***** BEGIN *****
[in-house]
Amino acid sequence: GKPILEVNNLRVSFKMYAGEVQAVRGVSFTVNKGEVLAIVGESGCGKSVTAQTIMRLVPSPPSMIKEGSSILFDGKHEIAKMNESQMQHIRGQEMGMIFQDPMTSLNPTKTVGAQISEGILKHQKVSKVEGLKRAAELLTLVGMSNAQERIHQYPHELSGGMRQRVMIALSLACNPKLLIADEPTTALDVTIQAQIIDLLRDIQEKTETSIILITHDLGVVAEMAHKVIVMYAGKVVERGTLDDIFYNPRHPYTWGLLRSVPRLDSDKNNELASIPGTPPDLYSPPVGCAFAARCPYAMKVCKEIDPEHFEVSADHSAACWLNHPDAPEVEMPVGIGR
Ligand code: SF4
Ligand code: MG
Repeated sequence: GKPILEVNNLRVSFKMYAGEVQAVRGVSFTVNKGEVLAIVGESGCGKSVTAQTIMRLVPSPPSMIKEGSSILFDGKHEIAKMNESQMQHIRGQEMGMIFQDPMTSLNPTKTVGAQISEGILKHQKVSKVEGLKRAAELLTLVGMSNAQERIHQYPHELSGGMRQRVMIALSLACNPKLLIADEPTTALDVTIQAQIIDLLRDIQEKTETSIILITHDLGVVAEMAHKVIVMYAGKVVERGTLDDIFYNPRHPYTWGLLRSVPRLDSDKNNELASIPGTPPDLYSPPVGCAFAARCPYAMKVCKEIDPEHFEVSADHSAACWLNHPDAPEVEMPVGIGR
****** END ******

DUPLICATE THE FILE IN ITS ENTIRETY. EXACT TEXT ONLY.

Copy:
[in-house]
Amino acid sequence: GKPILEVNNLRVSFKMYAGEVQAVRGVSFTVNKGEVLAIVGESGCGKSVTAQTIMRLVPSPPSMIKEGSSILFDGKHEIAKMNESQMQHIRGQEMGMIFQDPMTSLNPTKTVGAQISEGILKHQKVSKVEGLKRAAELLTLVGMSNAQERIHQYPHELSGGMRQRVMIALSLACNPKLLIADEPTTALDVTIQAQIIDLLRDIQEKTETSIILITHDLGVVAEMAHKVIVMYAGKVVERGTLDDIFYNPRHPYTWGLLRSVPRLDSDKNNELASIPGTPPDLYSPPVGCAFAARCPYAMKVCKEIDPEHFEVSADHSAACWLNHPDAPEVEMPVGIGR
Ligand code: SF4
Ligand code: MG
Repeated sequence: GKPILEVNNLRVSFKMYAGEVQAVRGVSFTVNKGEVLAIVGESGCGKSVTAQTIMRLVPSPPSMIKEGSSILFDGKHEIAKMNESQMQHIRGQEMGMIFQDPMTSLNPTKTVGAQISEGILKHQKVSKVEGLKRAAELLTLVGMSNAQERIHQYPHELSGGMRQRVMIALSLACNPKLLIADEPTTALDVTIQAQIIDLLRDIQEKTETSIILITHDLGVVAEMAHKVIVMYAGKVVERGTLDDIFYNPRHPYTWGLLRSVPRLDSDKNNELASIPGTPPDLYSPPVGCAFAARCPYAMKVCKEIDPEHFEVSADHSAACWLNHPDAPEVEMPVGIGR